Could a long hours culture lead to a discrimination claim?
18 / 04 / 2018
In Carreras v United First Partners Research, the Court of Appeal has upheld a decision by the Employment Appeal Tribunal (EAT) that an expectation that a disabled employee would regularly work late could amount to a provision, criterion or practice (PCP) under the Equality Act 2010, requiring the employer to consider making reasonable adjustments.
Mr Carreras worked as an analyst for a brokerage firm. In 2012, he had a serious accident. He had to take several weeks off work, and when he returned, he still suffered physical symptoms including dizziness, headaches, fatigue and difficulty focusing. Before the accident, he regularly worked twelve hour days. For the first six months after the accident he limited his working day to eight hours, thereafter increasing to around eleven hours, but still finishing by 7pm. From October 2013, his employer started making requests for him to work later and when he agreed, an expectation that he would continue to do so began to develop. By February 2014, there was an assumption that Mr Carreras would be working late at least one or two evenings a week.
Amongst other things, Mr Carreras brought a claim in the Employment Tribunal that his employer had failed to make reasonable adjustments in relation to the requirement to work long hours.
The Employment Tribunal (ET) originally dismissed his claim on the basis that there was no PCP as Mr Carreras had never been formally “required” to work late, and that at most there was just an expectation that he would do so. This decision was overturned by the EAT, which held that the ET’s interpretation of PCP was too narrow and the expectation to work late was enough to form one. The Court of Appeal agreed with the EAT; it held that a “requirement” did not necessarily mean “coercion”, and depending on the context it can amount to no more than a request where there is pressure to agree.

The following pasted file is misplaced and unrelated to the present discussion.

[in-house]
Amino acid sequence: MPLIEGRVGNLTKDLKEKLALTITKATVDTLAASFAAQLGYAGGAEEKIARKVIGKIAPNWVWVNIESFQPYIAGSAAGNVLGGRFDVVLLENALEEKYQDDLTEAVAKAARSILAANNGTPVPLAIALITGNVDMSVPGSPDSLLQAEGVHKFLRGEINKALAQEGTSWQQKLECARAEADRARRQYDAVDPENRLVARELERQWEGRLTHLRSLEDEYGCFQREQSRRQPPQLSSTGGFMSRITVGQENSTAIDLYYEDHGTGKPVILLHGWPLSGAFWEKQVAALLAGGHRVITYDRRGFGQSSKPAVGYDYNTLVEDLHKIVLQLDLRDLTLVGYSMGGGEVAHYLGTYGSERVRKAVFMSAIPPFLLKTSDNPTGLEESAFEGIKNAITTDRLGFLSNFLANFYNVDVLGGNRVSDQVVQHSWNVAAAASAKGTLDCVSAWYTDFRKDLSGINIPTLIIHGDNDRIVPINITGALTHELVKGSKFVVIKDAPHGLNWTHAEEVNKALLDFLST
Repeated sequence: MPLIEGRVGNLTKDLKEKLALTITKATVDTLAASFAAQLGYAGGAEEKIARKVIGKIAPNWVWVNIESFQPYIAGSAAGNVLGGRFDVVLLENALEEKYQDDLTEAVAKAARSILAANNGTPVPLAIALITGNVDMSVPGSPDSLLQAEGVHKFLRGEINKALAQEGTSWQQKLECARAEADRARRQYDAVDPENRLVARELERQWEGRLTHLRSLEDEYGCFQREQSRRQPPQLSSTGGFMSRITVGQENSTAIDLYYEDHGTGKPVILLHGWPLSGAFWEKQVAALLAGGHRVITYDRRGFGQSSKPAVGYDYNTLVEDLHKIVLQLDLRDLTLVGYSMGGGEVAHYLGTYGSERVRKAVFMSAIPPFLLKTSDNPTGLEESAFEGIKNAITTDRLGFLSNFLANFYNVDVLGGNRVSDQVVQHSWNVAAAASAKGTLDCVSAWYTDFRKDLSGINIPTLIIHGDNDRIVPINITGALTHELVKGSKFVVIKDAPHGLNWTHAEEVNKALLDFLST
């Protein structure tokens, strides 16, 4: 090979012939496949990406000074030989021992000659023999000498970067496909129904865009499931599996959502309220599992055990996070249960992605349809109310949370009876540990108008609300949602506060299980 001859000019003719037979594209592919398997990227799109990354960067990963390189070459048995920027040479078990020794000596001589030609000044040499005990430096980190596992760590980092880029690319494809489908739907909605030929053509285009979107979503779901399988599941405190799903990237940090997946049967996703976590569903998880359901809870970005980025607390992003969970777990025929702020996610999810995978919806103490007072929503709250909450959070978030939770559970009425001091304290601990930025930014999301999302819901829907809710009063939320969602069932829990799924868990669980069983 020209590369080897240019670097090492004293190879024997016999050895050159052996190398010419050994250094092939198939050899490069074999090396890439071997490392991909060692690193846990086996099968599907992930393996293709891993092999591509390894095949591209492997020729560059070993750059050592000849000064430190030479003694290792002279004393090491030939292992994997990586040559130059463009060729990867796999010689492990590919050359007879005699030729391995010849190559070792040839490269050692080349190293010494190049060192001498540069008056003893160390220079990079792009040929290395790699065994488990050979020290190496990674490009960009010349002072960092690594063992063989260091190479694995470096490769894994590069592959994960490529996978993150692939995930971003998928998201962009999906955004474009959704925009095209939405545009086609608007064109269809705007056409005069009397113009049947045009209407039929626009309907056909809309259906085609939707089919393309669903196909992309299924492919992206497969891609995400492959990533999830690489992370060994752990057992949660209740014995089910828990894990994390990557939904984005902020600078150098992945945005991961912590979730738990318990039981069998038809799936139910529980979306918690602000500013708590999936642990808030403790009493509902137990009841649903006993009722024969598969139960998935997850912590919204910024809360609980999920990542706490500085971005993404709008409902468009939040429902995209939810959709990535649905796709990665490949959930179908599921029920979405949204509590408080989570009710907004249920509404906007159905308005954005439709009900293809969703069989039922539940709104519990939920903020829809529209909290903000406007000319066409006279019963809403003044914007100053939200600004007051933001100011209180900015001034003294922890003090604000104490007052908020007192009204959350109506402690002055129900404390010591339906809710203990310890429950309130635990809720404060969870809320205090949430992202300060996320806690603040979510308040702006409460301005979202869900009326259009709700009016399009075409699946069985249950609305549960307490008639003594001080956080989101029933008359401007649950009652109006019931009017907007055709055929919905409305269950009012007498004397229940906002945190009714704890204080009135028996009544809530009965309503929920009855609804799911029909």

Where does this leave us?
So, is a long hours culture still permissible? In short, yes. However, where a worker is or could possibly be disabled, an employer must look carefully at their working practices and consider whether the individual is able to cope with such demands. If in doubt, an employer should maintain dialogue with the individual and consider obtaining a medical report to determine what duties the individual is capable of performing.
It is also important for employers to remember that PCPs, even those considered to be fair because they apply equally across the workforce, could expose them to other potential discrimination claims. For example, a long hours culture could adversely impact working women with childcare responsibilities, enabling them to claim indirect sex discrimination. It is therefore essential that employers regularly review working conditions and manage expectations.
Finally, with employers seeing a significant rise in the number of mental health cases being reported, if you operate in what could be considered a particularly stressful and long-hours environment, it is essential that managers and staff are educated about mental health, how issues can be identified and people supported. For further information please click here.